While nutritional standards for school meals are improved, the kitchens where those meals are prepared need quite a bit of TLC, according to a report released Wednesday by our friends at the Kids’ Safe and Healthful Foods (KSHF) Project.
Only one in 10 school districts nationwide has all of the kitchen equipment necessary to serve healthy foods. That makes it tougher for schools to serve meals that meet the stronger nutritional requirements for meals implemented in the 2012-13 school year by the U.S. Department of Agriculture.
The report also includes suggestions to help schools operate more efficiently, including by working with local policymakers, parents, teachers, students and funders to identify and implement strategies for meeting equipment, infrastructure and training needs.
“Having the right tools could help schools more efficiently serve students nutritious, appealing meals that they enjoy,” said Jessica Donze Black, director of KSHF. “We identified strategies that can help schools across the country get the equipment and infrastructure needed to serve healthy foods.”
To conduct their research, KSHF ran a self-administered online survey of nearly 3,400 school food service directors or designees from across the country. In addition, KSHF convened food service directors, school administrators, industry representatives, nonprofit groups, foundations and financers in July 2013 to discuss how schools could find the resources they need to meet the new school meal standards.
School districts are most often in need of equipment to receive and store fruits and vegetables, including shelving and walk-in refrigerators, KSHF found. In the meantime, the districts who reported having inadequate equipment said they are “making do” with less-efficient processes or a workaround.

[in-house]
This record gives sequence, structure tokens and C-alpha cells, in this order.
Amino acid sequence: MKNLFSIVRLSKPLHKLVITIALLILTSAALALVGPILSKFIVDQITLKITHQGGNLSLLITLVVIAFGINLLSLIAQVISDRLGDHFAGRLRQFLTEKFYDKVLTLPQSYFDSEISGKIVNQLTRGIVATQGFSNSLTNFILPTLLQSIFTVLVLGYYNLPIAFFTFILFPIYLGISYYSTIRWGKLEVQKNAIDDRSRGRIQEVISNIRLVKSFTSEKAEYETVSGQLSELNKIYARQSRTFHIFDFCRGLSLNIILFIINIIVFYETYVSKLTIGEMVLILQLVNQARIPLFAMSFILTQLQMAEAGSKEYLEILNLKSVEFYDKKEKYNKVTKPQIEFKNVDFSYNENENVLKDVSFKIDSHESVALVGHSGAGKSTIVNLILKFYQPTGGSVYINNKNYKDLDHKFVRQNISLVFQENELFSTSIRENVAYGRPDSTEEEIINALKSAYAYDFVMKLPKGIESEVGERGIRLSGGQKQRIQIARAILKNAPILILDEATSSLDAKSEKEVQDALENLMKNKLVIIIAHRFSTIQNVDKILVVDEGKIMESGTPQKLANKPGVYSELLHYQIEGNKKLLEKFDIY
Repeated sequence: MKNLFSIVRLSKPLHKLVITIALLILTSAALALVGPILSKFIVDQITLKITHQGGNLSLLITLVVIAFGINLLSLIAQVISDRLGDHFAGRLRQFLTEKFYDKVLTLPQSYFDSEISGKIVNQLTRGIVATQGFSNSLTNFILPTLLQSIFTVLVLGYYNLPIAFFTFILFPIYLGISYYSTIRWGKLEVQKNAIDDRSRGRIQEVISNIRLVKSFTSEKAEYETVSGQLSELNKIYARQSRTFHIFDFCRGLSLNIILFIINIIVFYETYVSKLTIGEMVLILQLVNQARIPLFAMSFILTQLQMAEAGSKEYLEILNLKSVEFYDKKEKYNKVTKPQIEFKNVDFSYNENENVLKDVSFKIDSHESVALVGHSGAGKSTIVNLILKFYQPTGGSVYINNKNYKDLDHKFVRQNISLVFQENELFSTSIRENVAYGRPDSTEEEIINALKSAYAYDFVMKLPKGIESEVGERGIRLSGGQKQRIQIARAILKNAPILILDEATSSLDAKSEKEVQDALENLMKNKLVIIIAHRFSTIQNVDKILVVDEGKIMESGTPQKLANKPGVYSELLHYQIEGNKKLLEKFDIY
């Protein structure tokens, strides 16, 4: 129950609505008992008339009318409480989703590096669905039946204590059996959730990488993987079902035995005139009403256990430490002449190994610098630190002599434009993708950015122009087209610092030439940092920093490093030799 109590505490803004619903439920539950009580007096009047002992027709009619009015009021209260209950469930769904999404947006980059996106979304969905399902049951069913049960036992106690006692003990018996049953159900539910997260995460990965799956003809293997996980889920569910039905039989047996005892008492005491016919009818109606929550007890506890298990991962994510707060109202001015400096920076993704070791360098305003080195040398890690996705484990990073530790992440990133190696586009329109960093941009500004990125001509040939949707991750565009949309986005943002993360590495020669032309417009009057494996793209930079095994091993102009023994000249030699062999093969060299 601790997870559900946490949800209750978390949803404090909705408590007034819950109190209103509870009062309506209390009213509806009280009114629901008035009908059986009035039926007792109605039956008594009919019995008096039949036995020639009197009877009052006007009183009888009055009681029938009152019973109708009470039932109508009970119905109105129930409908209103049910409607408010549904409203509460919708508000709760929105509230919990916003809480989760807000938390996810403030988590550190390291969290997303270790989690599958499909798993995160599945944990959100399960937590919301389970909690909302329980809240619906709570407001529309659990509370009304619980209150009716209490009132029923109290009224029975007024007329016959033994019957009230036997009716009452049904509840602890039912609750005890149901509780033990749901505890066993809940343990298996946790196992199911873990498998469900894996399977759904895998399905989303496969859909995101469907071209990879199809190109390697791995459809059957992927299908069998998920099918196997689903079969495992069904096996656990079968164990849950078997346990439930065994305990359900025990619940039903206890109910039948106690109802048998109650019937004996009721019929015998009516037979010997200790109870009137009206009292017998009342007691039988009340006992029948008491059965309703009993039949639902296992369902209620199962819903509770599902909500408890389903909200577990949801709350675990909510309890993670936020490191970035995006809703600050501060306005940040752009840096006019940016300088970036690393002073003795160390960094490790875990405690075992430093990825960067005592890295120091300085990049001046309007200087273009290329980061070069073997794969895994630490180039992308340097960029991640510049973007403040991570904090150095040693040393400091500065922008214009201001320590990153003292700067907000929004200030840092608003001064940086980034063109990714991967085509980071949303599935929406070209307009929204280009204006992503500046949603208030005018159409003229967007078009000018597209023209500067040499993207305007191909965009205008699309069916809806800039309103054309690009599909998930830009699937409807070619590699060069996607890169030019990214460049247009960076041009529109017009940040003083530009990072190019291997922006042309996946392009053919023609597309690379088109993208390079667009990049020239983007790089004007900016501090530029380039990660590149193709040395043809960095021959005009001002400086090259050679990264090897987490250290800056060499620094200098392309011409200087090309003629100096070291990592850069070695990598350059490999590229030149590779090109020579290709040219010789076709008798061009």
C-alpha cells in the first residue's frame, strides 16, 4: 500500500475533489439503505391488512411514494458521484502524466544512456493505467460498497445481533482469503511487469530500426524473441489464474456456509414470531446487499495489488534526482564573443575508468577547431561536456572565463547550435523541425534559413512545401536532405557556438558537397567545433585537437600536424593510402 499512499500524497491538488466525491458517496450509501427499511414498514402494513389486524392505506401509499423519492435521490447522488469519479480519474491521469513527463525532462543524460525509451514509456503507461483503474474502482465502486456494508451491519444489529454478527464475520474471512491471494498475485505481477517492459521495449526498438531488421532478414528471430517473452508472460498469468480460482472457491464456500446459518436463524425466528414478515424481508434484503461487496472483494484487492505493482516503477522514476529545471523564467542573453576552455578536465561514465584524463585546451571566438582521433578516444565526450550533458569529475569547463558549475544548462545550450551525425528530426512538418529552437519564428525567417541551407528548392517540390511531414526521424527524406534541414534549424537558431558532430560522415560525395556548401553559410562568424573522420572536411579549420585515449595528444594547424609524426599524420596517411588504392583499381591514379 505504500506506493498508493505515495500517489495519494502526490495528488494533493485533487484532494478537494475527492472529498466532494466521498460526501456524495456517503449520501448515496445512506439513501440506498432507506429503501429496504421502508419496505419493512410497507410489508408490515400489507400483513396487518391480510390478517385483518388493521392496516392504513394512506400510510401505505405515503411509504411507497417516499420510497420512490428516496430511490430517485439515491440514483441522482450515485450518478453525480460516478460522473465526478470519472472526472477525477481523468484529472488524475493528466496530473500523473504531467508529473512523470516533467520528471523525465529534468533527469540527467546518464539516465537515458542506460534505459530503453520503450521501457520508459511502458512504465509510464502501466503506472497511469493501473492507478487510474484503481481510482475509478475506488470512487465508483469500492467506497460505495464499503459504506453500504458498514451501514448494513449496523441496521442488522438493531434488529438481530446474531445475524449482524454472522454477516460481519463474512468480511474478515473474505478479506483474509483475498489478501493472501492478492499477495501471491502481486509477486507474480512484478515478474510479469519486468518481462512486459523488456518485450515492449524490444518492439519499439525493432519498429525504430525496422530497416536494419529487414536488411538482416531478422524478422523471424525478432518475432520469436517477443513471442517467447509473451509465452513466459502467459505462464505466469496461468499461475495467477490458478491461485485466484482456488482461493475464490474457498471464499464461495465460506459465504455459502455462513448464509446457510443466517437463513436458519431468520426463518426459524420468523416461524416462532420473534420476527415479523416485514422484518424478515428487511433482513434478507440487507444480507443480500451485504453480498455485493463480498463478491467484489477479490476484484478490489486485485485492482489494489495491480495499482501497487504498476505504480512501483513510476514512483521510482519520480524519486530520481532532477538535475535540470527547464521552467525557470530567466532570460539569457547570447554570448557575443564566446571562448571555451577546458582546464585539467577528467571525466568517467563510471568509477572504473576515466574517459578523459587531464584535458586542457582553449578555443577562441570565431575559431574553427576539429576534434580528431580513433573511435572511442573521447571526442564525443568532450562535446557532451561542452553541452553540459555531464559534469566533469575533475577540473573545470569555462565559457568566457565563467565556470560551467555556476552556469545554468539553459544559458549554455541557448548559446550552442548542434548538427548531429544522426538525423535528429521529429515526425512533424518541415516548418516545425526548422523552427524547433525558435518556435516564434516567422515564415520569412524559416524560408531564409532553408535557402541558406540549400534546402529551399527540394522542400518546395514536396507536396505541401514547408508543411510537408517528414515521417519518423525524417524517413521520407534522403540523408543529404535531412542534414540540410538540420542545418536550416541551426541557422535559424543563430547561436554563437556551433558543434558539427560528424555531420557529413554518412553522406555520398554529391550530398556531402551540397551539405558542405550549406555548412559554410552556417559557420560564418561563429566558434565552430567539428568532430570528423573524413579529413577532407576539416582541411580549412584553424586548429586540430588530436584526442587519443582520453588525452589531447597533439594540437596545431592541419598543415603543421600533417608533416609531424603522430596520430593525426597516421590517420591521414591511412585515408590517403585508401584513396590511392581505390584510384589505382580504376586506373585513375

Only 42 percent of school food service directors said they have budgets to purchase equipment, and fewer than half of them expected to have enough money to buy everything they need.
The districts need an average $131,000 worth of equipment in order to serve healthy foods. But there’s a wide-range in the types of equipment they need, from smaller items such as $32 serving utensils to $1,941 large-capacity food processors. More than half of school districts need major infrastructure improvements such as electrical upgrades.
The report urges local, state and federal governments to make funds available for schools to upgrade their kitchen equipment. Congress has appropriated money for upgrades, and the USDA announced earlier this week the distribution of funds to help schools upgrade their equipment. Meanwhile, pending legislation in Congress would establish a loan and grant assistance program within USDA to help pay for necessary upgrades.
“The grants made available… by USDA are a great example of how to address schools’ needs,” Donze Black says. “It will require buy-in from schools, communities and the government to make sure that they have the right tools to serve nutritious meals efficiently and effectively, but it’s a goal worth achieving.”
KSHF also notes that both nonprofit and for-profit organizations can also play a role in helping schools acquire the equipment, as they “have an interest in improving children’s health, education, school infrastructure, and community wellness.”
Click here to read the full report, titled Serving Healthy School Meals: U.S. schools need updated kitchen equipment.